This is a guest post by Heather Taylor. This freelance writer, consultant and radio producer has happily served as a job coach in the AARP Foundation WorkSearch Program since January 2011, helping adults 50+ who are unemployed to find satisfying work.
With more than 135 million members, LinkedIn is the world’s largest professional network. Increasingly, employers are using LinkedIn as a source to find good talent. With that kind of reach and influence it makes plenty of sense to join if you’re job-hunting – or even if you aren’t.
What if you’ve joined LinkedIn and you haven’t made any useful contacts? The key is to use LinkedIn effectively to make it work for you. Take time and care to build informal relationships through LinkedIn networks. If you’re actively seeking work, it’s especially important to ‘show up’ via LinkedIn the right way. And if you haven’t already, you might want to take advantage of the free LinkedIn 101 webinars the site offers.
Consider these questions and whether you might want to do anything differently – and if you do, we have some suggestions.
- Is my LinkedIn profile complete? And how compelling is it?
- Am I coming across as passive or overly aggressive via LinkedIn?
- Am I being helpful to others?
Polish your profile. Having a 100%-complete profile with a photo, up-to-date past employer information, education, and other fields filled out is just the beginning, says social media expert S. Lynn Cooper of Socially Ahead. After reviewing the profile of a client who was a talented, experienced IT professional, “it was apparent that [his] profile was complete, yet it wasn’t compelling,” she says. It didn’t capture his own unique qualities that would make him stand out among the competition.
Cooper urged him to take a close look at other LinkedIn profiles similar to his background to get a better idea of what to aim for when crafting his own. He made changes to highlight his industry knowledge. He also explored a host of LinkedIn functions that were new to him, which helped him expand his network. Within six months, he landed a senior level tech position at a consulting firm.
Remember that networking is a two-way street. A key to using LinkedIn effectively is to clearly understand the meaning of networking, says Jan Vermeiren, the best-selling author of How to REALLY Use LinkedIn. (By the way, he’s giving away a million free downloads of his book.)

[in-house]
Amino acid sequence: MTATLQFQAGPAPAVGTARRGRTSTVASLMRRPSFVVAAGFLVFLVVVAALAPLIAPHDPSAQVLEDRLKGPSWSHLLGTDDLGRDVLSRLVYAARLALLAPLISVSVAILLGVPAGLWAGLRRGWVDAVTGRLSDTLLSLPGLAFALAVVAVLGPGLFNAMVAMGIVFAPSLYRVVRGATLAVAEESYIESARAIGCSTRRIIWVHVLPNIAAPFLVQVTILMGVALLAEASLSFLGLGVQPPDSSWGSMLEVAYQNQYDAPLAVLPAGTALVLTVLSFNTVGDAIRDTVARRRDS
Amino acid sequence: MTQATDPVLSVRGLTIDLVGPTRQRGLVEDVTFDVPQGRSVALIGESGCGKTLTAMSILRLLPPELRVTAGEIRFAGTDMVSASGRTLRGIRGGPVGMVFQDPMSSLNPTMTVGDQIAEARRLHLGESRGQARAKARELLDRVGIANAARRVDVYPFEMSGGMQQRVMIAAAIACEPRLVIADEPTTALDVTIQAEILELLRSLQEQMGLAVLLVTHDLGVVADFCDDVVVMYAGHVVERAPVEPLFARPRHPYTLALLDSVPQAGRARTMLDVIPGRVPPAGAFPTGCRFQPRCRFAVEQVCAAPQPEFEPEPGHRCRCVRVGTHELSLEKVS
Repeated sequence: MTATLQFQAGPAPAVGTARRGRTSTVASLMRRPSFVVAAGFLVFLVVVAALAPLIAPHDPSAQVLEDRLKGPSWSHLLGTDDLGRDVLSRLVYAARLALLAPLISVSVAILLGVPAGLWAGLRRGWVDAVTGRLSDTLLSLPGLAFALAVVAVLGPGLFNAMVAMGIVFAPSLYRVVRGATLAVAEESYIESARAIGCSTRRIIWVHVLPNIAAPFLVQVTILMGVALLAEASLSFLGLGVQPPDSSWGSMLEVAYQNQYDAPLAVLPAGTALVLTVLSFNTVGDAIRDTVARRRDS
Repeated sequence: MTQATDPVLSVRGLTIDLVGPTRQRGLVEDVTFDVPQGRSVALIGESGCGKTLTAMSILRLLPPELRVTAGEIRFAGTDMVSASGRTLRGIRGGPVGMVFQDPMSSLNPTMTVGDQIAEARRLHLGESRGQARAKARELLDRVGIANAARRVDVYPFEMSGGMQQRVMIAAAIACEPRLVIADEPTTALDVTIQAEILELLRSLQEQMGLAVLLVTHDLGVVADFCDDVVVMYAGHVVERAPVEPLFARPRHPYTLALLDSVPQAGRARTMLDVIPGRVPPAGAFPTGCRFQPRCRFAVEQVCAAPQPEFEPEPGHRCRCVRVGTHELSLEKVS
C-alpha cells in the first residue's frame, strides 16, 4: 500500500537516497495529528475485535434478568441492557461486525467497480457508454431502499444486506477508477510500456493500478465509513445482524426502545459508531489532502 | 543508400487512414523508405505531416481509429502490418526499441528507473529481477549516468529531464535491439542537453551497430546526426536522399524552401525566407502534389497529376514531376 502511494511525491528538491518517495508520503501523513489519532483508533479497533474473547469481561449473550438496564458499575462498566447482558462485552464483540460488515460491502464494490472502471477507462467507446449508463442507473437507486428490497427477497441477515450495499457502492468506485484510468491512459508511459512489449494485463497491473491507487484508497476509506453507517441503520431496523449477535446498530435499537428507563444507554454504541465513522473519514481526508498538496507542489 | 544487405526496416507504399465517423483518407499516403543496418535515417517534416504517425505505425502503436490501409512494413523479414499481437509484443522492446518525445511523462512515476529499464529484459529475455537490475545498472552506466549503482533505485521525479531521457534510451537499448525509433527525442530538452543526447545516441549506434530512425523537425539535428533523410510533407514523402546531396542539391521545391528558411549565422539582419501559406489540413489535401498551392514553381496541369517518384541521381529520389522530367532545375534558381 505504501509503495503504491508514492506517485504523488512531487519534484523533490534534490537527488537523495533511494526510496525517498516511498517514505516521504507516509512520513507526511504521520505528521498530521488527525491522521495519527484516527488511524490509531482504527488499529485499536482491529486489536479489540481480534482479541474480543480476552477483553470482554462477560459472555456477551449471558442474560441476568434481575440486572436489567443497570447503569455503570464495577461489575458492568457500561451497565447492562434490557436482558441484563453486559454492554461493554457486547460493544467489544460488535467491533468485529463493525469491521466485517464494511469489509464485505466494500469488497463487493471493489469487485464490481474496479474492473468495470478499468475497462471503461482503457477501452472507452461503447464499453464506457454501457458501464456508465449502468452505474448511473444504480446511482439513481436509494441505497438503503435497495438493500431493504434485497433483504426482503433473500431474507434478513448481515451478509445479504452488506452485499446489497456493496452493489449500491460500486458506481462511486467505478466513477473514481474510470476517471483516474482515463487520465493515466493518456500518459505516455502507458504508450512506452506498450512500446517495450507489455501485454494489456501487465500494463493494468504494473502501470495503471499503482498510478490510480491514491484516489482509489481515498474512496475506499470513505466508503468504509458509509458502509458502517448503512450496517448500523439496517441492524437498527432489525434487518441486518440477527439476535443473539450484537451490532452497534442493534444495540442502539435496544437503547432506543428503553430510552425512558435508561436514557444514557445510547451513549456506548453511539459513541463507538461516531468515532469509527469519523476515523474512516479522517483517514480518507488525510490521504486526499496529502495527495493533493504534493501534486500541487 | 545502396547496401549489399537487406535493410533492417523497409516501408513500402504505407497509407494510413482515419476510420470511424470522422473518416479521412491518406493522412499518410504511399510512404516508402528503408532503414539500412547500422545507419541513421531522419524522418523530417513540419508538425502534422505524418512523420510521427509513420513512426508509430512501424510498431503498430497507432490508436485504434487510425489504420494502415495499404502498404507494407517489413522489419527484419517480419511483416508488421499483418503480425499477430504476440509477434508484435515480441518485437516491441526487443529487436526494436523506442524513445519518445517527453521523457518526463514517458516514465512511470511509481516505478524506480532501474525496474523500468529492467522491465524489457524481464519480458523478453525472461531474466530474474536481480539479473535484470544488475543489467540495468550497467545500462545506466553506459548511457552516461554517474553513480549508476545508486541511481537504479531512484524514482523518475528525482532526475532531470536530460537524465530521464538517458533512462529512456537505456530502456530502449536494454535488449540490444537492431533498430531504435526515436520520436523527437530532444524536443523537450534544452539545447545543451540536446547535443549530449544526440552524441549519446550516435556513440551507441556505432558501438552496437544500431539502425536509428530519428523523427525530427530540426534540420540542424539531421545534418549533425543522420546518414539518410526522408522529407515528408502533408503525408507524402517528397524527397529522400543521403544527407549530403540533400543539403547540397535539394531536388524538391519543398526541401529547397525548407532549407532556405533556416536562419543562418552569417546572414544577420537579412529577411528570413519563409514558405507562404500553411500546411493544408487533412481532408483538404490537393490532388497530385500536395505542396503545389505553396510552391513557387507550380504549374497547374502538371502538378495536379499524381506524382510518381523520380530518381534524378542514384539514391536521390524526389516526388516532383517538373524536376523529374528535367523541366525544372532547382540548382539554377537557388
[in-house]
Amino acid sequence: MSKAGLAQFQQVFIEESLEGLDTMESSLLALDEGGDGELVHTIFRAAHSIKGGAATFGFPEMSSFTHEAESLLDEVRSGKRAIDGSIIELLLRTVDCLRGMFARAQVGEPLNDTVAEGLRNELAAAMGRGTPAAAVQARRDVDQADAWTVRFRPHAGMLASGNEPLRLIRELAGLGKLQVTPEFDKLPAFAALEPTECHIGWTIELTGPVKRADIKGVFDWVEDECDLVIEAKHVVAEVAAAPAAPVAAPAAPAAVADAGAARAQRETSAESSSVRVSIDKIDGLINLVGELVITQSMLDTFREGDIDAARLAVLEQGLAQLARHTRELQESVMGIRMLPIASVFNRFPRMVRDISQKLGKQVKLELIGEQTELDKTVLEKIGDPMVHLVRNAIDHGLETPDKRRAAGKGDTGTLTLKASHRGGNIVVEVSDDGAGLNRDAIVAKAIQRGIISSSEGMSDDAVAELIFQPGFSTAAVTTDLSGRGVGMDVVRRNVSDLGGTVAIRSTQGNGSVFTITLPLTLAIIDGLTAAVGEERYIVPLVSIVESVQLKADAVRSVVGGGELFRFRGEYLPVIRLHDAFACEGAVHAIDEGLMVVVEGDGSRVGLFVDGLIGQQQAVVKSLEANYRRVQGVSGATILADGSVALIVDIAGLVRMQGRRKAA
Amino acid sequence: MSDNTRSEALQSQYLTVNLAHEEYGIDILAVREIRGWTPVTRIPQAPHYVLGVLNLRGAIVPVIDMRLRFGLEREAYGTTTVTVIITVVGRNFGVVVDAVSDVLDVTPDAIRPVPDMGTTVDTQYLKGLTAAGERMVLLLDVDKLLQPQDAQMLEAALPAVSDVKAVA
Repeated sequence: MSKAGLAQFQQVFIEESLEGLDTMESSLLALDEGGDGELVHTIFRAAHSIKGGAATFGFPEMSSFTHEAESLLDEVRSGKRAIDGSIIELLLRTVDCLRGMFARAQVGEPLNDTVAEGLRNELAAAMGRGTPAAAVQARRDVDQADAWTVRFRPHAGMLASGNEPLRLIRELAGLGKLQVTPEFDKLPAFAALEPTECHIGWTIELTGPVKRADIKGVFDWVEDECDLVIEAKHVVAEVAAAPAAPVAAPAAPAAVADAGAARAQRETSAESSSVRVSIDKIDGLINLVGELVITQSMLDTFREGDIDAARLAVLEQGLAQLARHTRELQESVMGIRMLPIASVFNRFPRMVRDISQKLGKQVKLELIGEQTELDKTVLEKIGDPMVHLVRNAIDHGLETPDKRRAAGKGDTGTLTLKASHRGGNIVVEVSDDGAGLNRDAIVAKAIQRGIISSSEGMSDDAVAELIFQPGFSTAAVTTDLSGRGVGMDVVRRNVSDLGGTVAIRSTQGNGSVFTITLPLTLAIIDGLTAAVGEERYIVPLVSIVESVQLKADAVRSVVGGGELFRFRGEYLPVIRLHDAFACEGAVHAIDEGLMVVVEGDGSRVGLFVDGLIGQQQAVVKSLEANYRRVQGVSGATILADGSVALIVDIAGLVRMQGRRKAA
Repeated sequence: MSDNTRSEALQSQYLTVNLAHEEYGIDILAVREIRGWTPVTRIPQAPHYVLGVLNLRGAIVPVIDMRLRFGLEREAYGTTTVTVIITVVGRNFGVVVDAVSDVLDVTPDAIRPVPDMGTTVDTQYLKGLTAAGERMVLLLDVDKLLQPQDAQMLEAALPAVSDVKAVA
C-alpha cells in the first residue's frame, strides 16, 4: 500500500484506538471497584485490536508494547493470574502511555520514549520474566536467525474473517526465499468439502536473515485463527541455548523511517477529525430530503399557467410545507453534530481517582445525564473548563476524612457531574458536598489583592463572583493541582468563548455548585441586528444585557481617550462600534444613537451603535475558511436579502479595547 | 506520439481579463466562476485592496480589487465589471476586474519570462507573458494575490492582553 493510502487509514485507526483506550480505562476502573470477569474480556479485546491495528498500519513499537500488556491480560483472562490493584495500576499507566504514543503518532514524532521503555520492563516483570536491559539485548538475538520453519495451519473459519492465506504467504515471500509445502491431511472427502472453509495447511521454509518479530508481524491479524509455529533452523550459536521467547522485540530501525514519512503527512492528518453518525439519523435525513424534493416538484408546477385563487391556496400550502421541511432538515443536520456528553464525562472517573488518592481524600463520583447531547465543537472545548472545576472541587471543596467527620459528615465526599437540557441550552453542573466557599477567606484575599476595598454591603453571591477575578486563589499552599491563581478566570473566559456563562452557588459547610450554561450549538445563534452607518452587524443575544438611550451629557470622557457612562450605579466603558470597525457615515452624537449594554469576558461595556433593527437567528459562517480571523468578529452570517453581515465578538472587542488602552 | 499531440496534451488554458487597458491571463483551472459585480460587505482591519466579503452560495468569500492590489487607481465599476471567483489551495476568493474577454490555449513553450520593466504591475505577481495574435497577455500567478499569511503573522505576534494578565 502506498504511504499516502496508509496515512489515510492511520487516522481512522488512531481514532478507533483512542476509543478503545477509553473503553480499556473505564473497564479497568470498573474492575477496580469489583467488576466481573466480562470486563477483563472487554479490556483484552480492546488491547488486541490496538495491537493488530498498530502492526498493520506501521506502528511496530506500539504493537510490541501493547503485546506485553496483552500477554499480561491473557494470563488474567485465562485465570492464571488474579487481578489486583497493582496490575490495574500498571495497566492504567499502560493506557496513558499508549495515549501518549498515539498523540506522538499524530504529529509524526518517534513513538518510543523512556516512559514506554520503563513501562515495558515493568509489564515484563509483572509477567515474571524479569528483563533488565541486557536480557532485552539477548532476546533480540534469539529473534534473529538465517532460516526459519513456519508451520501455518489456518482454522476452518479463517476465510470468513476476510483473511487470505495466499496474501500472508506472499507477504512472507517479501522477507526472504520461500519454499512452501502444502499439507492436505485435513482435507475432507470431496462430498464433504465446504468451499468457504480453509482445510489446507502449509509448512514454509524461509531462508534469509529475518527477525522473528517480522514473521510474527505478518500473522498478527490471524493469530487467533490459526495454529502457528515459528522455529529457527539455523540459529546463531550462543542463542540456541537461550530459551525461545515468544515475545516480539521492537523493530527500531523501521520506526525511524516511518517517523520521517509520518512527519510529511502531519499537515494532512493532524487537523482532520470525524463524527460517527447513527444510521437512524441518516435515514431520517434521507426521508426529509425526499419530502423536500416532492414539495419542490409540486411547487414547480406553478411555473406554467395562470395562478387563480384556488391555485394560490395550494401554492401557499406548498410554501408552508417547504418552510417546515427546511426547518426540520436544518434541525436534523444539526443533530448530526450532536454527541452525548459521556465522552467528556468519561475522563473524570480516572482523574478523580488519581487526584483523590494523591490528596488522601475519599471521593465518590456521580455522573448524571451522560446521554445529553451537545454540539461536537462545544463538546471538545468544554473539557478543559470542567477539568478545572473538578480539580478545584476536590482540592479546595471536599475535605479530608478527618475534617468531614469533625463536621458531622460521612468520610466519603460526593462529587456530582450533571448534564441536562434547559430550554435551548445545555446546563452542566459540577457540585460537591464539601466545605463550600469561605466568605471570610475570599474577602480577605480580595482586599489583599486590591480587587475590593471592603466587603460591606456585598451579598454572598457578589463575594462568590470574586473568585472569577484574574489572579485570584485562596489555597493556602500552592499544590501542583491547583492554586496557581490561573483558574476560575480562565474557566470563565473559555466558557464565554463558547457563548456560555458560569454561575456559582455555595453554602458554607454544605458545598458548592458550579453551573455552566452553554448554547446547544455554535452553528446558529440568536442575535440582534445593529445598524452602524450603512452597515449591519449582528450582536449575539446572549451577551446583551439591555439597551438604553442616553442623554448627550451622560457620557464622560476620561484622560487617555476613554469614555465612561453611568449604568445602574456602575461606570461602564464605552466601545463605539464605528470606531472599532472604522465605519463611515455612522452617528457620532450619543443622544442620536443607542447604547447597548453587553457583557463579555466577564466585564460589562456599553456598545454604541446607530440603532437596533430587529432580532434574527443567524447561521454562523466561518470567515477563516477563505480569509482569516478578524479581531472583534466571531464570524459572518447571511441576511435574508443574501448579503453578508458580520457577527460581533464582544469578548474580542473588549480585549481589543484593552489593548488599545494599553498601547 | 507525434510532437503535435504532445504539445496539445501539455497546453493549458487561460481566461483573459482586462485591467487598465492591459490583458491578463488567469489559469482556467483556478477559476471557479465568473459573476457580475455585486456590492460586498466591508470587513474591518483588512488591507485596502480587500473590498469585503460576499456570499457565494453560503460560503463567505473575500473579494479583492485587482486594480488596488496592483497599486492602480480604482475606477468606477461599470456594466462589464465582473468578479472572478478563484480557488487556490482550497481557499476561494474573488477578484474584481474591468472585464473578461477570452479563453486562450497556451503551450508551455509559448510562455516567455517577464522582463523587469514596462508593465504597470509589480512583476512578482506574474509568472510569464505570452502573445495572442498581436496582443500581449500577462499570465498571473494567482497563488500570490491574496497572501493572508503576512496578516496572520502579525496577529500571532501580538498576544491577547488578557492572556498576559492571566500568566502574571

Too often, explains Vermeiren, many users inadvertently are “too direct and they end up spamming people” when looking for a job. The solution?
Approach networking without expecting to get anything immediately in return, Vermeiren says. Share information in groups and discussions “in a reactive and proactive way.” When it makes sense, help connect people with others you know. This helps build your credibility and trustworthiness among peers in your profession.
Take heart in success stories. Juanita, an attorney, moved from New York to D.C. last May and used LinkedIn to identify firms in her field. She completed her profile and began joining relevant groups. She frequently participated in discussions, offering creative solutions to questions on different topics. The result? Someone with hiring authority noticed. In fact, she caught the attention of three law firms and by July, she became senior counsel at one of the firms.
It’s a good idea to keep an eye out for the “Juanita” types in your professional circles. See who stands out to you and what types of information and advice they’re offering, and how you might do the same to share your unique knowledge and experience.
Check out this LinkedIn primer, along with other material about finding work and organizations that welcome seasoned workers on AARP’s web site. Also be sure to ask others in your field how they’ve used LinkedIn well.
If you’ve had some success with LinkedIn, tell us what strategies worked for you so other readers can benefit from your experiences.